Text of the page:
The All Important “WHY” Question

Posted: January 26, 2012 in Philosophy
Tags: ,

The other day I was riding in the car with my grandson who I will refer to as “A.”  This happened when he was four years old.  We were carrying on a conversation and he asked me, “Pop Pop, why do we have maps?”  The “Why” question usually leads to all sorts of additional why’s as I attempt to answer the first one.  Well, I started to explain how maps were a model, like his model car of where things were and how to get there.  I was driving our Prius that has a rather large GPS screen he had leaned over to see, so I began to discuss how it worked, how satellites sent signals like a radio or TV that the car can listen to and figure out where it is, etc. etc. etc.  He was being unusually quiet, so I stopped and he interjected a clarification to his question.  “No Pop Pop, I mean paper maps.”

I was suddenly struck with the generation gap or I should say the grand-generation gap.  “A” was living in a different age than the one I grew up in.  Now, GPS was just some magic movie on a screen that his relatives used to get where they needed to go, so what was the point of a paper map?  Hmmm.  Good question.  My cell phone has GPS, my car has GPS, I have a device I can wear on my wrist that tracks where I go, how far I go, how fast I go, how high I go.  Why have paper maps.  Needless to say, a four year old stumped me.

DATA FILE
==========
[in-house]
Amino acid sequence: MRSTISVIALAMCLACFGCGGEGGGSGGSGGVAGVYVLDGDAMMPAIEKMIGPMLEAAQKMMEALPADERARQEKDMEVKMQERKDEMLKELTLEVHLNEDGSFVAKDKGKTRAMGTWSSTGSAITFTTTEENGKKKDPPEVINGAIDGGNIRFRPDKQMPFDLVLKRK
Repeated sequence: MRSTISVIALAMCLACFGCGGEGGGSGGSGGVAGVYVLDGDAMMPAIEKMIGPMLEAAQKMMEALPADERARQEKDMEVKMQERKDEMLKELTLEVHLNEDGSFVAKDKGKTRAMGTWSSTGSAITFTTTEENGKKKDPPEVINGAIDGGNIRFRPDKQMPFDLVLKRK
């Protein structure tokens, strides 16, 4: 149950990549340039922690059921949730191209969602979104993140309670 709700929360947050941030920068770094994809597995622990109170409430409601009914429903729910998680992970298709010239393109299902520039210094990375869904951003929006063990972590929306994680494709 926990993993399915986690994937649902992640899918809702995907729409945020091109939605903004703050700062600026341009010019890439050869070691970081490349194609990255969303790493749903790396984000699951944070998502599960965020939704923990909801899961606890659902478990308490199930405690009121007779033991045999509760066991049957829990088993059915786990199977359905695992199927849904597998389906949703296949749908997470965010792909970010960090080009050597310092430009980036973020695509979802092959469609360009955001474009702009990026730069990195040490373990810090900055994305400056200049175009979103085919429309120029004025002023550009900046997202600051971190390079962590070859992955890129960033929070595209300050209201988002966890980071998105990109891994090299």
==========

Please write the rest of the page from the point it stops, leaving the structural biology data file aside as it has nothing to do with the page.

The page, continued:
The world is changing very quickly.  Even when we adopt that new technology thingy, we still find it difficult to let go of the tried and true, steady as you go things we became attached to as we grew up and depended on.  These new thingys though have a way of changing our perceptions of reality in subtle ways so that as we grow older, our world view might also be changed — that is if we are an open, not a closed system.  Being open, however, can put our basic underpinning beliefs at risk.  If we are open, what we once believed represented “truth” can be questioned and if found wanting, our beliefs are or have to be changed.

It may be more comfortable to be closed, but it is a lot more interesting to be open to new ideas.  Hope you are enjoying your journey through these interesting times.

  1. Elizabeth Godbehere says:

    A hole is to dig. Maps are to handle, like books. Hands-on participation!

  2. Digging… When I moved from New York to Galveston, Texas I got rid of my show shovel. No more digging out of the snow drifts. When I moved from Texas to Minnesota, I had to buy a new snow shovel. More digging out the driveway. Then I moved to Oregon and got rid of my snow shovel again and traded it for a shovel I use in my small garden — digging holes, turning dirt. Now, its winter and I am just digging your comment!

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